The functionalized cantilever with a nominal spring constant of 0.01 N/m was moved downwards to the cell surface and moved upwards after the deflection of the cantilever reached the force limit. The deflection (z) of the cantilever was monitored by a laser beam on the cantilever surface and plotted versus the z-position of the scanner, from which the force (F) can be determined according to Hooke’s law (F = kz, with k being the cantilever spring constant). When the tip-tethered molecule bound to ACE2 on the cell surface, a pulling force developed during the upward movement of the cantilever causing the cantilever to bend downwards. At a critical force, i.e. the unbinding force, the tip-tethered molecule detached from ACE2, and the cantilever jumped back to its neutral position. Dynamic force spectroscopy measurements were performed by varying the force loading rate which is the product of the pulling velocity multiplied by the effective spring constant. For this, the sweep range was fixed at 3000 nm, but the sweep rate varied from 0.25 to 2 Hz. For each cellular position and sweep rate, 100–200 force–distance cycles with 2000 data points per cycle and a typical force limit of about 30 pN were performed. The spring constants of the cantilevers were determined using the thermal noise method.

### Force data analysis

For the force data analysis, Matlab R2013a and OriginPro 9.0 were used. The unbinding event was identified by local maximum analysis using a signal-to-noise threshold of 2. The binding activity was calculated as the fraction of curves showing unbinding events. For example, if 150 curves from 1000 measured curves show unbinding events, the binding activity is 15%. Two-tailed Student’s t-test was performed for statistical analysis. The unbinding force and effective spring constant (slope before rupture) were determined from force curves showing unbinding events. The force loading rate (r) of every individual curve was calculated by multiplying the effective spring constant with the pulling speed.

The probability density function (PDF) of the unbinding force was constructed from every unbinding event on the same cell at the same pulling speed. For each unbinding force value, a Gaussian of the unitary area with its center representing the unbinding force and the width (standard deviation) reflecting its measuring uncertainty (square root of the variance of the noise in the force curve) was computed. All Gaussians from one experimental setting were accordingly summed up and normalized with their binding activity to yield the experimental PDF of unbinding force. The maximum of the PDF reflects the most probable unbinding force of the bond and can be easily extracted with Gaussian fitting according to a standard procedure in the literature. Likewise, two or three maxima in the force PDF were extracted by fitting with a multi-Gaussian function, from which the most probable unbinding forces of two or three bonds were determined.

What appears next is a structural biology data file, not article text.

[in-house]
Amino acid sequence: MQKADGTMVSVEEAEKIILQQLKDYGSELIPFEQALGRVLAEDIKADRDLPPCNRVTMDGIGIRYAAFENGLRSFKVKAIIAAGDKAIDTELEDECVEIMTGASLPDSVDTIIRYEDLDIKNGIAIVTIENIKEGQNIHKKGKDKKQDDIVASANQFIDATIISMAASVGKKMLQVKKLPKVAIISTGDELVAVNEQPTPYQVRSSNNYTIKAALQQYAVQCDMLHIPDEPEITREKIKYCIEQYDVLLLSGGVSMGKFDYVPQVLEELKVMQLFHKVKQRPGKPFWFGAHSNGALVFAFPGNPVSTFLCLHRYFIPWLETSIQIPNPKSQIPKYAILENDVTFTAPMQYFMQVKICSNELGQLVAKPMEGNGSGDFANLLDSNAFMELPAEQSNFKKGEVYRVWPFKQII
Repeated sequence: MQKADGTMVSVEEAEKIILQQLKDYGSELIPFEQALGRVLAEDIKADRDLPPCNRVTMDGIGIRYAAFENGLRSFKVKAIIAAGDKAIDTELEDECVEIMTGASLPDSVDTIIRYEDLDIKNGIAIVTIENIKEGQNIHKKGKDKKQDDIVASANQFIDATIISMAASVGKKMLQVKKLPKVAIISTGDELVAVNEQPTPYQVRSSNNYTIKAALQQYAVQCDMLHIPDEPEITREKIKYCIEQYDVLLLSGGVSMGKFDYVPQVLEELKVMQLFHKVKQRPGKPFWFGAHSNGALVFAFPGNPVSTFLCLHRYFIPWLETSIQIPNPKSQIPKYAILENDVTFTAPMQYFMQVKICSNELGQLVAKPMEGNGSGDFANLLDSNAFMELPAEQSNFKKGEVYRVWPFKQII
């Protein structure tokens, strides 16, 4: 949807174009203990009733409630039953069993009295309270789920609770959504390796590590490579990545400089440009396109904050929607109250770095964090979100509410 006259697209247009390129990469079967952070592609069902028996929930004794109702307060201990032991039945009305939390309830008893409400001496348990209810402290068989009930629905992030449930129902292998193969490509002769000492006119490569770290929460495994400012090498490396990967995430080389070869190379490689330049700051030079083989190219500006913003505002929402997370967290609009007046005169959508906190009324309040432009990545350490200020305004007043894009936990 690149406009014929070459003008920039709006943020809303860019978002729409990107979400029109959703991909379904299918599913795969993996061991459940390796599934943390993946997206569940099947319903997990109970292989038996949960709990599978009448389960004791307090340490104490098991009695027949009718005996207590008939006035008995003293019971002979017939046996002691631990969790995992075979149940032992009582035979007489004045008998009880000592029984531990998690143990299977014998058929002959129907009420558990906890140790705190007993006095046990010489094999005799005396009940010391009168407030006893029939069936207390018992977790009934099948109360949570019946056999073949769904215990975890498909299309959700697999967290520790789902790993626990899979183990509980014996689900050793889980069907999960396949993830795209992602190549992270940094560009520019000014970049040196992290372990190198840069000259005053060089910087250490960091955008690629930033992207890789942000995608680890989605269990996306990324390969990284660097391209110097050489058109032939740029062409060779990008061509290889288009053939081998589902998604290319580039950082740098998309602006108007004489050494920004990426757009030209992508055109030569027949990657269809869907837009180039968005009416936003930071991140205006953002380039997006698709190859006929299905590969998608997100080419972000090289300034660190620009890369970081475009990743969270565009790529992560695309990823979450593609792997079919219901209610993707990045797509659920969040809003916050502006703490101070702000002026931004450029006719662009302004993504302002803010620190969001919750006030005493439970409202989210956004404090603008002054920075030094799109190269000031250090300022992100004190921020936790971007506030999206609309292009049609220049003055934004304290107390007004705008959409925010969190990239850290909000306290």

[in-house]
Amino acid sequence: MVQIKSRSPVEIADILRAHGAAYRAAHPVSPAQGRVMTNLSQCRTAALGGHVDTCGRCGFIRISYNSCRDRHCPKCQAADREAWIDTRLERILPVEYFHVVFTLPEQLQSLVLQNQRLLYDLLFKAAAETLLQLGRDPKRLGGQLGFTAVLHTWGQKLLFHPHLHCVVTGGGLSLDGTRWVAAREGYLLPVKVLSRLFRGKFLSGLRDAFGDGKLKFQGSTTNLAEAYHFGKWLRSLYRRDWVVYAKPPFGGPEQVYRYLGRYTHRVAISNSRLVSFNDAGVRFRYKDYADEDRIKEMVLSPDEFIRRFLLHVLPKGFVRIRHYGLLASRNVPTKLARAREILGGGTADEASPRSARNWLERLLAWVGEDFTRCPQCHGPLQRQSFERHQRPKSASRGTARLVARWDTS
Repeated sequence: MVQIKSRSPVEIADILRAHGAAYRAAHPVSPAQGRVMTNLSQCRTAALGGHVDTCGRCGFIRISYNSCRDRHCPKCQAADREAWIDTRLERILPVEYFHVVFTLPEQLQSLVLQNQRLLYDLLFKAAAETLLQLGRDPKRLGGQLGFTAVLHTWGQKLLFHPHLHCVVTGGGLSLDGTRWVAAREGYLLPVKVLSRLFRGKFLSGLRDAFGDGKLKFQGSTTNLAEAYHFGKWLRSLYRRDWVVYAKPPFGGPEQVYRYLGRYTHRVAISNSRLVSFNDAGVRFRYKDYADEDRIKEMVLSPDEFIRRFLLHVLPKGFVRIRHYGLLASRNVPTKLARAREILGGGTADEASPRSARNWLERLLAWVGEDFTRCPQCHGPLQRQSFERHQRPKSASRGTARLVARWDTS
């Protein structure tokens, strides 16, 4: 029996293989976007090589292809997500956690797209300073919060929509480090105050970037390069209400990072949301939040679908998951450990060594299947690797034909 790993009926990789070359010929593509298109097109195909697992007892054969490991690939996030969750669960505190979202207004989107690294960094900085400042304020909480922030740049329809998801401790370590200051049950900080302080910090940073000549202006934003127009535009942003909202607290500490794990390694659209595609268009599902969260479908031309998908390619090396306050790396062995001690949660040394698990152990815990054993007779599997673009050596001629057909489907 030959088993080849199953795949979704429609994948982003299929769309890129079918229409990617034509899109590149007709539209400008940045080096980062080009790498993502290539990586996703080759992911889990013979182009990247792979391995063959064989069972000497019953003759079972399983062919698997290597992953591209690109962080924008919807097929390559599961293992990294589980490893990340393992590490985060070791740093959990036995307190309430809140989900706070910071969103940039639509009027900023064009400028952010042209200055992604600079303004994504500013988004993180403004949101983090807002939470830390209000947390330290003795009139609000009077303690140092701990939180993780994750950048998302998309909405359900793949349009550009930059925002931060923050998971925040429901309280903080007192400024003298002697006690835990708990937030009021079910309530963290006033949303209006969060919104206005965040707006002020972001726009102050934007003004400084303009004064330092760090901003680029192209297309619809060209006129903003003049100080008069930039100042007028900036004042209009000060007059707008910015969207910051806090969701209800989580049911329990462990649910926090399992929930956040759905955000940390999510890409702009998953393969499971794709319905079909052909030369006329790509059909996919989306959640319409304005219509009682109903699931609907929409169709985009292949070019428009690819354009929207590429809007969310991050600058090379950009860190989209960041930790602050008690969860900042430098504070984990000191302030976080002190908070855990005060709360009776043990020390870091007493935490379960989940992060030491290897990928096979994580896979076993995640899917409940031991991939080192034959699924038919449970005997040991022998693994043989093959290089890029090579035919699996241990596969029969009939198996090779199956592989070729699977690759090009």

Unbinding events within the mean force ± standard deviation of the Gaussian fit of the first peak of the force PDF were used to create an unbinding force vs. force loading rate plot, to show dynamic aspects of the bond. The Bell–Evans theory30 was employed to fit the width of the energy barrier xB and the dissociation rate constant koff for the obtained data.

The force of multiple bonds was calculated from William’s Markov binding model45, which assumes uncorrelated bond dissociation without mechanical coupling between individual bonds. Using the parameters obtained from fitting the single bonds with the Bell–Evans model, we obtained

$${r}_{{\rm {f}}}={k}_{{{{{{\rm{off}}}}}}}\frac{{k}_{{{{{{\rm{B}}}}}}}T}{{x}_{\beta }}{\left[\mathop{\sum }\limits_{l=1}^{{N}_{{{{{{\rm{B}}}}}}}}\frac{1}{{l}^{2}}\exp \left(-\frac{{F}^{*}{x}_{\beta }}{l{k}_{{\rm {B}}}T}\right)\right]}^{-1}$$
(6)

where rf is the force loading rate, kB is the Boltzmann constant, T is the temperature, F* is the unbinding force, and NB is the number of bonds.

To acquire the kinetic on-rate kon, the measured data of binding activity P versus contact time tc were fitted with the following function26, representing pseudo-first-order kinetics: P = A(1−exp(−(tct0)/τ)), where t0 is the lag time, A is the maximum observable binding activity, and τ is the interaction time. The kinetic on rate kon is obtained as: kon = 1/(τCeff), where Ceff is the effective concentration of the conjugated molecule on the cantilever tip. Ceff is determined as Ceff = 1/(AcV), where Ac is the Avogadro constant, and V is the volume of the hemisphere with the radius equal to the length of the crosslinker plus the length of the conjugated molecule. For the second bond or the third bond, the on rate is equal to 1/τ.

Errors in the kinetic rates and KD values rates were put in the exponent as logarithmic errors, as our fits contain normal errors on log(k), but not on k.

### Modeling of ACE2:Spike bound lifetimes and avidity gains

Shear forces (f) exerted by moving air, mucus, or blood stress the attachment of a virus to a host cell. Forced breaking of Spike:ACE2 interactions and the resulting detachment compete with cell internalization, which is expected to occur on a minutes time scale83. We used the measured kinetics of Spike:ACE2 binding under force to model the lifetimes of Spike:ACE2 complexes and the gains in lifetime resulting from multiple RBD:ACE2 interactions.

For the force-dependent rates of a single bound RBD, we used the Bell model44, and for the simultaneous detachment of two and three RBD:ACE2 bonds loaded in parallel the Williams model45

$${k}_{{{{{{\rm{off}}}}}}}\left(f\right)=\,{k}_{{{{{{\rm{off}}}}}}}\left(0\right)\,\exp \left(\frac{{x}_{\beta }f}{{k}_{{{{{{\rm{B}}}}}}}T}\right)$$
(7)
$${k}_{{{{{{\rm{off}}}}}}2}\left(f\right)=\,\frac{1}{\frac{1}{{k}_{{{{{{\rm{off}}}}}}}\left(f\right)}+\frac{1}{2{k}_{{{{{{\rm{off}}}}}}}\left(f/2\right)}}$$
(8)
$${k}_{{{{{{\rm{off}}}}}}3}\left(f\right)=\,\frac{1}{\frac{1}{{k}_{{{{{{\rm{off}}}}}}}\left(f\right)}+\frac{1}{2{k}_{{{{{{\rm{off}}}}}}}\left(f/2\right)}+\frac{1}{3{k}_{{{{{{\rm{off}}}}}}}\left(f/3\right)}}$$
(9)

### Surface plasmon resonance

Spontaneous thermodynamic association and dissociation were measured with surface plasmon resonance (SPR). The measurement software is Biacore X Control Software and the analysis software is BIAevaluation 3.2 RC1. ACE2 was injected at different concentrations into chambers containing isolated SARS-CoV-2 Spike protein of the Wuhan reference strain. The experimental binding curves recorded with SPR were fitted with the “1:1 Langmuir Binding model”, and kon, koff, KA, and KD were determined.

### Reporting summary

Further information on research design is available in the Nature Portfolio Reporting Summary linked to this article.